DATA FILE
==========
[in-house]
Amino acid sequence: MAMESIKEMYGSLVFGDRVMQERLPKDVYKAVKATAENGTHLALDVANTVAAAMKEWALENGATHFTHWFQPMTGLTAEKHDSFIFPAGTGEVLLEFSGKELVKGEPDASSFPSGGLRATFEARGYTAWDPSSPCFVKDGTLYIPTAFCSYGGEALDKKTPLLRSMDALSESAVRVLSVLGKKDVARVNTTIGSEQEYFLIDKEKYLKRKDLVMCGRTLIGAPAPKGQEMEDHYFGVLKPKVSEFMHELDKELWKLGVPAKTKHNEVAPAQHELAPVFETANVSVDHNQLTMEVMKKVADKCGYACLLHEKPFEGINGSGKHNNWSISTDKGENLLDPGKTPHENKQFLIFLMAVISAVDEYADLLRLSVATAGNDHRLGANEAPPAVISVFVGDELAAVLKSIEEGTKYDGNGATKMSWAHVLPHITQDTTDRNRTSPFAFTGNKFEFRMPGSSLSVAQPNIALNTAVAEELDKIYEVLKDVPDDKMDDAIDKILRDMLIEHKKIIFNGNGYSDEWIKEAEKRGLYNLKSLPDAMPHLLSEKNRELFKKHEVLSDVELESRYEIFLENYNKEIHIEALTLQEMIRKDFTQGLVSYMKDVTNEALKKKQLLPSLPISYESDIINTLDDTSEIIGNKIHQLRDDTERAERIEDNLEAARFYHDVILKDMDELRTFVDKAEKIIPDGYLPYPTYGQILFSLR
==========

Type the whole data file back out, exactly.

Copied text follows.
[in-house]
Amino acid sequence: MAMESIKEMYGSLVFGDRVMQERLPKDVYKAVKATAENGTHLALDVANTVAAAMKEWALENGATHFTHWFQPMTGLTAEKHDSFIFPAGTGEVLLEFSGKELVKGEPDASSFPSGGLRATFEARGYTAWDPSSPCFVKDGTLYIPTAFCSYGGEALDKKTPLLRSMDALSESAVRVLSVLGKKDVARVNTTIGSEQEYFLIDKEKYLKRKDLVMCGRTLIGAPAPKGQEMEDHYFGVLKPKVSEFMHELDKELWKLGVPAKTKHNEVAPAQHELAPVFETANVSVDHNQLTMEVMKKVADKCGYACLLHEKPFEGINGSGKHNNWSISTDKGENLLDPGKTPHENKQFLIFLMAVISAVDEYADLLRLSVATAGNDHRLGANEAPPAVISVFVGDELAAVLKSIEEGTKYDGNGATKMSWAHVLPHITQDTTDRNRTSPFAFTGNKFEFRMPGSSLSVAQPNIALNTAVAEELDKIYEVLKDVPDDKMDDAIDKILRDMLIEHKKIIFNGNGYSDEWIKEAEKRGLYNLKSLPDAMPHLLSEKNRELFKKHEVLSDVELESRYEIFLENYNKEIHIEALTLQEMIRKDFTQGLVSYMKDVTNEALKKKQLLPSLPISYESDIINTLDDTSEIIGNKIHQLRDDTERAERIEDNLEAARFYHDVILKDMDELRTFVDKAEKIIPDGYLPYPTYGQILFSLR